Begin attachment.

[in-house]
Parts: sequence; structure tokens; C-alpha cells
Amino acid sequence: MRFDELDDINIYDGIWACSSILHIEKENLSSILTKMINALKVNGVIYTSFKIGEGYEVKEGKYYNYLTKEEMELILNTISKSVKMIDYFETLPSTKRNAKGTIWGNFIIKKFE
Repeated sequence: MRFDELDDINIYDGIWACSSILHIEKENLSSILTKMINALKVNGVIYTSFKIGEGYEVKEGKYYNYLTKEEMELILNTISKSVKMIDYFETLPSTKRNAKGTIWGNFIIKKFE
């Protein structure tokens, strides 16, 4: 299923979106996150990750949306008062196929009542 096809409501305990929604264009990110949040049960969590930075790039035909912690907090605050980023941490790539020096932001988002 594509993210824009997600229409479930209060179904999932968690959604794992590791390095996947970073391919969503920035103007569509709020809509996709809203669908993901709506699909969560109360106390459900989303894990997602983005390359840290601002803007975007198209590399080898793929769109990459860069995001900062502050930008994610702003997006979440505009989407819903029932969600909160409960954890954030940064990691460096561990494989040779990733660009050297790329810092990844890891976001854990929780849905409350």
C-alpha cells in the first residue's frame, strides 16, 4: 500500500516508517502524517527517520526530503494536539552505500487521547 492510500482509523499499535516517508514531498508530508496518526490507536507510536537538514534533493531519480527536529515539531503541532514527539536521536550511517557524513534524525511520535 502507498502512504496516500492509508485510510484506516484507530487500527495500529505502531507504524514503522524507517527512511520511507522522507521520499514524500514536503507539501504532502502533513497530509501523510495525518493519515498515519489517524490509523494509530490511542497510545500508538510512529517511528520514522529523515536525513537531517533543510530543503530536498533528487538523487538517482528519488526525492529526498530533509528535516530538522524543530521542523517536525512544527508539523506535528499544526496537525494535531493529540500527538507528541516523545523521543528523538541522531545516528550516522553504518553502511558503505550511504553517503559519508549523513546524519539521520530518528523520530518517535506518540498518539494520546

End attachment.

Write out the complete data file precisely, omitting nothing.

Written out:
[in-house]
Parts: sequence; structure tokens; C-alpha cells
Amino acid sequence: MRFDELDDINIYDGIWACSSILHIEKENLSSILTKMINALKVNGVIYTSFKIGEGYEVKEGKYYNYLTKEEMELILNTISKSVKMIDYFETLPSTKRNAKGTIWGNFIIKKFE
Repeated sequence: MRFDELDDINIYDGIWACSSILHIEKENLSSILTKMINALKVNGVIYTSFKIGEGYEVKEGKYYNYLTKEEMELILNTISKSVKMIDYFETLPSTKRNAKGTIWGNFIIKKFE
């Protein structure tokens, strides 16, 4: 299923979106996150990750949306008062196929009542 096809409501305990929604264009990110949040049960969590930075790039035909912690907090605050980023941490790539020096932001988002 594509993210824009997600229409479930209060179904999932968690959604794992590791390095996947970073391919969503920035103007569509709020809509996709809203669908993901709506699909969560109360106390459900989303894990997602983005390359840290601002803007975007198209590399080898793929769109990459860069995001900062502050930008994610702003997006979440505009989407819903029932969600909160409960954890954030940064990691460096561990494989040779990733660009050297790329810092990844890891976001854990929780849905409350």
C-alpha cells in the first residue's frame, strides 16, 4: 500500500516508517502524517527517520526530503494536539552505500487521547 492510500482509523499499535516517508514531498508530508496518526490507536507510536537538514534533493531519480527536529515539531503541532514527539536521536550511517557524513534524525511520535 502507498502512504496516500492509508485510510484506516484507530487500527495500529505502531507504524514503522524507517527512511520511507522522507521520499514524500514536503507539501504532502502533513497530509501523510495525518493519515498515519489517524490509523494509530490511542497510545500508538510512529517511528520514522529523515536525513537531517533543510530543503530536498533528487538523487538517482528519488526525492529526498530533509528535516530538522524543530521542523517536525512544527508539523506535528499544526496537525494535531493529540500527538507528541516523545523521543528523538541522531545516528550516522553504518553502511558503505550511504553517503559519508549523513546524519539521520530518528523520530518517535506518540498518539494520546